Cannabis Equipment News is an interview series with growers, processors, manufacturers, distributors and other professionals who work within the legal cannabis industry. We provide answers to the challenges cannabis professionals face every day and discuss the industry as it continues to develop.
Dave Nestoff: Cannabis Compliance is a Labor-Intensive Burden for Operators
This week, Dave Nestoff, director of product and engineering at Simplifya, discusses how he landed at a cannabis compliance software company after two very different careers — and why he loves working for startups.
Nestoff is a self-described renaissance man, and the nature of startups allowed him to wear many hats during his career. At Simplifya, he not only works on software engineering, but he also has a chance to flex writing skills cultivated during stints as a journalist and teacher.
Software development wasn't the first choice for Nestoff. A few years ago, he was working at a startup marketing firm that exposed him to the business' database and front-end side. It forced him to rethink his career, and he reinvented himself at a development boot camp in Chicago. Simplifya recruited him out of the boot camp because he had a unique perspective as a developer coming from a different career, rather than a green computer science major right out of school.
Simplifya is a software as a service (SaaS) company that helps cannabis operators remain compliant with state and local regulations as well as internal best practices. The platform provides self-auditing and assessment software in four different tools:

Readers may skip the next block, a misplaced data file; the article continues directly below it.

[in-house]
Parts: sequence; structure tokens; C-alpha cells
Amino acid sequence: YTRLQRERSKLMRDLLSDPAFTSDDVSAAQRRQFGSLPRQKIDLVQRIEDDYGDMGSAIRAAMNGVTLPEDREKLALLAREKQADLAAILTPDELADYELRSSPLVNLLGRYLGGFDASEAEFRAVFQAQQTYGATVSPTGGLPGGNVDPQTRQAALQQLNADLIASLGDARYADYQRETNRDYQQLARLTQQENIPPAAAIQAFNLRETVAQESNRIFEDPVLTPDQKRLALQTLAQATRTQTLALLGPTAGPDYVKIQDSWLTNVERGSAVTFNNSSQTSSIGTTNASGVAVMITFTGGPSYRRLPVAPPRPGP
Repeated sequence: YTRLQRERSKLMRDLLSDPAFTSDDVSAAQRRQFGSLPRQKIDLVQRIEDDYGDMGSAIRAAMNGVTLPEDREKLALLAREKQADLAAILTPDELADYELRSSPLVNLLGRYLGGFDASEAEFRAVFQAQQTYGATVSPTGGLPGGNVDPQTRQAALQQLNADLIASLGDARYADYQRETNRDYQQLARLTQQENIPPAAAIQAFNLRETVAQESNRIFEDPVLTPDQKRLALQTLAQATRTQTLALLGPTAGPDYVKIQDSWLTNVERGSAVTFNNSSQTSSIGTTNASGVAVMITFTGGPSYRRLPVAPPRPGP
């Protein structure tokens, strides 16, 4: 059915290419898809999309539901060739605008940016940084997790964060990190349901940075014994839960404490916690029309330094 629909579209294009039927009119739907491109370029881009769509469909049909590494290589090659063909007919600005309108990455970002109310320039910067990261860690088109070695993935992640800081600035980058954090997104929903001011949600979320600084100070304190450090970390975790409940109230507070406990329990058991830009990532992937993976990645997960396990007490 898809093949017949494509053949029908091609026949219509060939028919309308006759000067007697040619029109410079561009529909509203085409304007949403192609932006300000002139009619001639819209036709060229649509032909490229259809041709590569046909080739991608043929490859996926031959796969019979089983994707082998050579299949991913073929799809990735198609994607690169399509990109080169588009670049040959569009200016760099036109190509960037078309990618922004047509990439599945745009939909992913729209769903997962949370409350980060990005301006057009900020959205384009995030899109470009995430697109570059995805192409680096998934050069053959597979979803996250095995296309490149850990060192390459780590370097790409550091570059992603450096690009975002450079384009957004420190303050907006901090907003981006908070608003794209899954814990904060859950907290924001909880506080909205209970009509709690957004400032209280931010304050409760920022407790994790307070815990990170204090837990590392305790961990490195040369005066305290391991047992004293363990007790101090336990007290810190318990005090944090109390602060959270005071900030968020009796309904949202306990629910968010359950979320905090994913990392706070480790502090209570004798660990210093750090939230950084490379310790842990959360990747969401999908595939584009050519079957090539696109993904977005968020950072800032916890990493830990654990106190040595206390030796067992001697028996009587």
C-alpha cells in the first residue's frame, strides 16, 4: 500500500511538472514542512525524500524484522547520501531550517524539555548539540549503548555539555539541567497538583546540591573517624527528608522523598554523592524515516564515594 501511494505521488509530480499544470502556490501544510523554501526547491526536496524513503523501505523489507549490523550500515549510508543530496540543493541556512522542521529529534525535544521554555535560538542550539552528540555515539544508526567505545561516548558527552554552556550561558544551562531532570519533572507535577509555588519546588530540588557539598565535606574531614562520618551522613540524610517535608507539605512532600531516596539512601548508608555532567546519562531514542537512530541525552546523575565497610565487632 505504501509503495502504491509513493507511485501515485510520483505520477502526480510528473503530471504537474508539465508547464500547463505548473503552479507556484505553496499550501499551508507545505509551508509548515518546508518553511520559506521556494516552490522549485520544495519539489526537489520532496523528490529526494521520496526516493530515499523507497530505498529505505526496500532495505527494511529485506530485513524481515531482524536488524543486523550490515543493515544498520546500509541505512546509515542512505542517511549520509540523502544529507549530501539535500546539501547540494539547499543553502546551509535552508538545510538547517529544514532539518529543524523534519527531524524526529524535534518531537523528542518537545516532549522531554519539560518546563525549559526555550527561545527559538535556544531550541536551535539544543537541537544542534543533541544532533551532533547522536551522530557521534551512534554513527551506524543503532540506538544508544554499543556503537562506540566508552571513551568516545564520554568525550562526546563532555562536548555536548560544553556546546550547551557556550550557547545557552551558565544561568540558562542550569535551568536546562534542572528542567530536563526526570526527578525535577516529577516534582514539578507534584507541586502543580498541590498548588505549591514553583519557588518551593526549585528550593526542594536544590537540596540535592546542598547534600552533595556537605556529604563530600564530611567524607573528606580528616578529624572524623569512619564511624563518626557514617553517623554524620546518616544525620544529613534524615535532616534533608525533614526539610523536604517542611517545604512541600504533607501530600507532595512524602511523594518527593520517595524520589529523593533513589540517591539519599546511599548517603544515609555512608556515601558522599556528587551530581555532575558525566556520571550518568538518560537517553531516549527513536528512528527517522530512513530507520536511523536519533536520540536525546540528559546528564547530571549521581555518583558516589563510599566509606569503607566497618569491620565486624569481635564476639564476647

Self Audits: Audits tailored to each business to identify and remedy areas of non-compliance. Standard Operating Procedures (SOPs): Update and track internal SOPs. Smart Cabinet: A document storage and organization tool. License Tracker: Provides reminders for renewals and stores all relevant documentation needed to maintain a license. Nestoff says Simplifya is an out-of-the-box tool used by cultivators, operators and other cannabis businesses to remain compliant. It seems simple, but the software helps ensure that companies don't lose their licenses and can maintain their businesses using best practices.
Simplifya has been in business for five years and now has more than 1,000 locations. Its customers range from small, mom-and-pop shops to large multi-state operators and ancillary companies.
Documentation and compliance are more labor-intensive in the cannabis industry, and Simplifya is designed to help companies do more with smaller compliance teams.
Nestoff says that cannabis operators can help protect their companies by doing things right from an operational standpoint from the outset. The company will be better positioned when regulators start visiting the facility, particularly in states that have recently come online with legalization.
Simplifya's audits are simple and straightforward, with a series of yes or no questions catered specifically to each operator and the licenses they hold. It takes state and local regulations and transforms them to be relevant and digestible to each operator.
The company has customers in 21 states spanning cultivation, distribution, manufacturing and more. But, as Nestoff says, every operator runs the business in a unique way, which is why it is essential for Simplifya to be configurable to each operator.
Building a Better Cannabis Facility Like Lego Bricks
This week, Tim Vrieling and David Wolf, founders of Greenbox Builders, discuss how their pre-engineered, pre-designed and pre-specified facilities can get cannabis operators up and running faster by cutting out 85% of the design and development time.
In June, Vrieling and Wolf founded Greenbox to solve a common problem in the cannabis industry: facility construction. The pair had experience building in technical environments, working on everything from medical device and pharmaceutical labs to test kitchens and science buildings at universities.
Recently, Vrieling experienced an uptick in interest from cannabis businesses at Integrate Lab Builders Inc., an architectural design firm that he has run for the better part of five years in Southern California. He found that the design and build process in the cannabis industry was taking much longer than other markets for myriad reasons.